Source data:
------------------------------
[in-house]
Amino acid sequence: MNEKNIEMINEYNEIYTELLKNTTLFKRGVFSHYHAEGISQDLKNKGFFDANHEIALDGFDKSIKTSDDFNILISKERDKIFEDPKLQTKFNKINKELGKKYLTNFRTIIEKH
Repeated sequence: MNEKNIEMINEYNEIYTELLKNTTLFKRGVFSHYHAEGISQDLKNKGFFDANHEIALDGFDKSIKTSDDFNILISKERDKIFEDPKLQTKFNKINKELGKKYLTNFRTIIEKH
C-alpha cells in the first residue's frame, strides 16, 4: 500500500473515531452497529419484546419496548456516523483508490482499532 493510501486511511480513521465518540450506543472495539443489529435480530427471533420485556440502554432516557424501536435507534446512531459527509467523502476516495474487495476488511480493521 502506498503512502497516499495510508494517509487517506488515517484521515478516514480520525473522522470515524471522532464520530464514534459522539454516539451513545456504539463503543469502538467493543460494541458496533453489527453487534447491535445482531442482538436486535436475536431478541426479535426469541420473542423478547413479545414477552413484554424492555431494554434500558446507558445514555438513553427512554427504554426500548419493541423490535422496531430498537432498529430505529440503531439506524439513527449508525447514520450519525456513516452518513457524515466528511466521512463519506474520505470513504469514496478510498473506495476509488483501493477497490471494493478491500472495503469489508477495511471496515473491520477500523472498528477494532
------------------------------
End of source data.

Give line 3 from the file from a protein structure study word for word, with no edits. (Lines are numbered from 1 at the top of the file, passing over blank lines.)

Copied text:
Repeated sequence: MNEKNIEMINEYNEIYTELLKNTTLFKRGVFSHYHAEGISQDLKNKGFFDANHEIALDGFDKSIKTSDDFNILISKERDKIFEDPKLQTKFNKINKELGKKYLTNFRTIIEKH